At its core, 1000 Amps is somewhat similar to VVVVVV - you've got a whole bunch of interconnected rooms to explore, and will spend most of your time figuring out how to get to them all. That said, there are a couple of things going on here to help separate this one from its "metroidvania" peers:
- Right off the bat, there's the graphical style, which is built almost entirely on sharp, grayscale squares; it might come off as dull at a glance, but for a world built with such limited materials it actually looks pretty nice. The simple black, white, and shades in between are pleasant and clean, not to mention spiced up by the lighting, which I'll get further into in a moment.
- While most platformers of this ilk immediately reveal the full layout of each room you enter, in 1000 amps the power has been cut across the entire map, so you have to feel your way around in total darkness and touch various blocks as you go to render them visible. The most important of these are "light-up" blocks, since if you find all of them in a single room the power will be permanently switched back on and that room will be "solved"; moreover, each one you find charges your battery, which enables higher jumps and the use of special abilities, so you'll often need to plan your route to complete the circuit. At this point I'll also note that there's no music to speak of until you solve a room, which prompts some manner of synthesized bell tune to pipe in; I can't say I was humming along to most of the music, but the overall effect suited me fine.
- If you're looking for combat you'd best look elsewhere, since there really aren't any "enemies" wandering around in the traditional sense; actually, there aren't any dangerous obstacles here either, or any way to "die" at all. About the worst that can happen to you is that you unintentionally pass through a non-solid floor or wall into a different room and lose your progress in the one you were working on; this can be frustrating, as there's no way to tell what's where when you first enter a new area (at least until you get the Sonar, one of a few upgrades you'll need to progress past certain points), but it usually doesn't take too terribly long to get back where you were, especially if you've already solved some of the surrounding rooms and can pass through them quickly.
So there you have the game's most distinguishing features; now, how do they all fit together? For the most part, pretty well: control-wise all you need are the WASD/arrow keys to move and jump around, plus the mouse cursor to guide the crucial "teleport" ability, unlocked early on. There are a handful of technical "tricks" to discover as you get more comfortable, which are essential to giving yourself that little extra boost you need to sneak over a wall or graze past a remote light-up block; the game doesn't present too many overt hints to this end, but I'd wager that players familiar with platformers in general should be able to figure them out without too much trouble. On the whole, that's pretty much all there is to know about 1000 Amps, which is fine: you explore, you experiment, you light stuff up and fill in the map a bit at a time.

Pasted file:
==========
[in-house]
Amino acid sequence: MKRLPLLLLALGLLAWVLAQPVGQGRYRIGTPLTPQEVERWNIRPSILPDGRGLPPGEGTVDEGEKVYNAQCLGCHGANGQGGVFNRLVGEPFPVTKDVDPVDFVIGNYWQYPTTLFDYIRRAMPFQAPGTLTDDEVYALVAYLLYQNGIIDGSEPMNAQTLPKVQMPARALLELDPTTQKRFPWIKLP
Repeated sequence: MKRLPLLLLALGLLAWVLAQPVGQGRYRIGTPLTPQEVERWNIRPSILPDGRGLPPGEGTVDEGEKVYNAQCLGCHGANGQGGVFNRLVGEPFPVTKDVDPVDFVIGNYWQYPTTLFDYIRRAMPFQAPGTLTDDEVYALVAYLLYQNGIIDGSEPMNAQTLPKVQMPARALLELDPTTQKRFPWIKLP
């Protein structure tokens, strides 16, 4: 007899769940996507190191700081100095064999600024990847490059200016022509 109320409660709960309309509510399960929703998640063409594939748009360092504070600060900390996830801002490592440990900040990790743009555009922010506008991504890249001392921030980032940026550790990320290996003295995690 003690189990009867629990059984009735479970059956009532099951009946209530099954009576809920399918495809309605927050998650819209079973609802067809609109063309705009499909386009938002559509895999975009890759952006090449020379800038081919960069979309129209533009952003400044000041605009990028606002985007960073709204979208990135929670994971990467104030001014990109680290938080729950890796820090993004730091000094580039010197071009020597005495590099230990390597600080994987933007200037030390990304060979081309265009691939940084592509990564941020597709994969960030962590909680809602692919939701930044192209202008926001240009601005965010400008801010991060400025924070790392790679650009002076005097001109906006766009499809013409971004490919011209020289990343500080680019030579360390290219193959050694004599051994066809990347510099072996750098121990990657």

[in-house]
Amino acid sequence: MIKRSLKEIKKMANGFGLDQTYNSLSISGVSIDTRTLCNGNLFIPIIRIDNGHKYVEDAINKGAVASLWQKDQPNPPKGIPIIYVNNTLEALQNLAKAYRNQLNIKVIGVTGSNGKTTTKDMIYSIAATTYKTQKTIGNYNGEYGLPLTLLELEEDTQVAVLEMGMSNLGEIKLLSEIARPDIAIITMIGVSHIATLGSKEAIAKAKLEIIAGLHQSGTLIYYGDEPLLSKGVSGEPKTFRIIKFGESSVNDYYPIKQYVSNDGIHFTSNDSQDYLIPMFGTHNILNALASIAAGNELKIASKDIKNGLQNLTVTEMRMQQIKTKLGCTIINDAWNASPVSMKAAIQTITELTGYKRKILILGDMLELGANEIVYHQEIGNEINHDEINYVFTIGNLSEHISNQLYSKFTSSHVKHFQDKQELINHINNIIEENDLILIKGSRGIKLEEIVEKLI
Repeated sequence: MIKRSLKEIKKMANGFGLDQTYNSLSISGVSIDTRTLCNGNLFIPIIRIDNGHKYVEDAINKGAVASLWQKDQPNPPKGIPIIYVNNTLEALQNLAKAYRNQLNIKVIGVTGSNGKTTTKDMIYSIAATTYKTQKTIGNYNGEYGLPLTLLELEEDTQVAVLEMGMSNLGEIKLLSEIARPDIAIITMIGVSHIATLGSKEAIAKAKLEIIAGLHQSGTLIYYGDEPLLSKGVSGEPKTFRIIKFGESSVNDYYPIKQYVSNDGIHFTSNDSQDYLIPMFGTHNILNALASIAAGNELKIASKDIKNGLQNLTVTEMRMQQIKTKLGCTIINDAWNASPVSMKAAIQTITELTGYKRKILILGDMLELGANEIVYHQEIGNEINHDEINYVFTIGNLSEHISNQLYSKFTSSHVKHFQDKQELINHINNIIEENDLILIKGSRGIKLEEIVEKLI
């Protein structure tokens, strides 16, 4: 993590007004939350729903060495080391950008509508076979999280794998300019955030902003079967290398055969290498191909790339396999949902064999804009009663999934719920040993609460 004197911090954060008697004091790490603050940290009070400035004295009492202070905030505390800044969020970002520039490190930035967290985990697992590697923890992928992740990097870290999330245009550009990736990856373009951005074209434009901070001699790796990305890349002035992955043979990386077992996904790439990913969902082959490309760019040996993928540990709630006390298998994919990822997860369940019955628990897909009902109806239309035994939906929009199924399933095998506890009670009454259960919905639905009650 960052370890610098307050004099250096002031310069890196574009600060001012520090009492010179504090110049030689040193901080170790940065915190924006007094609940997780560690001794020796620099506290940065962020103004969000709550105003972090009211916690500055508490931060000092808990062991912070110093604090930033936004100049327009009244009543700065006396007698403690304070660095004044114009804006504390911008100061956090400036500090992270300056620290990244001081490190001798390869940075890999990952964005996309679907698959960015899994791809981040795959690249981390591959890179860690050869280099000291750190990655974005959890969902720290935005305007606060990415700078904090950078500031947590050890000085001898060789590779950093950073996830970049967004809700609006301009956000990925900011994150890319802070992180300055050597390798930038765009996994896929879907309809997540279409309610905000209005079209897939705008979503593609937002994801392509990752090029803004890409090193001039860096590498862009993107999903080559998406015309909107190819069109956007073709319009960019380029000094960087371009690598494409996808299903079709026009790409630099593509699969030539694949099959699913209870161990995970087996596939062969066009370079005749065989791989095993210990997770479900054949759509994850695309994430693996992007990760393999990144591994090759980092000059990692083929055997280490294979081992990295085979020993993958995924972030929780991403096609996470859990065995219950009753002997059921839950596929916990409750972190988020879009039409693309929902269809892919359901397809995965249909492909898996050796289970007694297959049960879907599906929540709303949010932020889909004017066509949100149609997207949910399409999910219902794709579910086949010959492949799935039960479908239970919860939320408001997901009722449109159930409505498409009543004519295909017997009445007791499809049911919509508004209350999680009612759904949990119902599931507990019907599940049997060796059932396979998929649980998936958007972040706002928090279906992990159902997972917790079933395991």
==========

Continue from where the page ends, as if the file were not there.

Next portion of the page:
Puzzle-platformer fans should enjoy themselves on the whole, but there are a handful of caveats. First and foremost, the creator's total devotion to the black-and-white art style can sometimes hamstring it: in certain situations you have to look closely to spot a less-than-obvious doorway or other element, and you'll be squinting particularly frequently at the (also grayscale) in-game map as you attempt to visually determine whether or not you missed a particular tiny passageway from way back when...and there's no way to mark or annotate it either. I can understand and appreciate sticking to one's guns artistically, but in this case I'd call it more of a hindrance than it's worth - I managed to get the completion percentage to 99% before finally giving up on figuring out which slightly-darker-than-the-rest speck on the map I'd overlooked.
Also be aware that there's no genuine transporter hub or other means of "fast travel" here: granted, the map isn't super-huge and can be traversed fairly quickly once you're breezing through solved rooms, but there are more than a few lengthy routes which can only be completed in one direction, so if you need to retrace your steps you've got no choice but to slog your way to the starting point (which can, again, be tougher to determine than it needs to be thanks to the map's deficiencies) and begin from square one. This is compounded by a couple of rooms that are particularly easy to fall out of by accident until you've turned all the lights on, and a few others which require some fairly precise tapping and clicking to clear; most of the time things feel fair and forgiving without being condescending, but there is some grumbling to be had here and there.
Hopefully at this point you've got a decent idea of what 1000 Amps has to offer, and what it doesn't: it's only a couple of bucks to acquire, should only take you a few hours total to finish your first time through (though I'd imagine it's ripe for speed-running once you know where you're going), and for the most part delivers on its simple, pleasant concept of a visually-sound, non-violent exploratory puzzle-platformer. If that summary appeals to you, by all means save this one a place in your Library.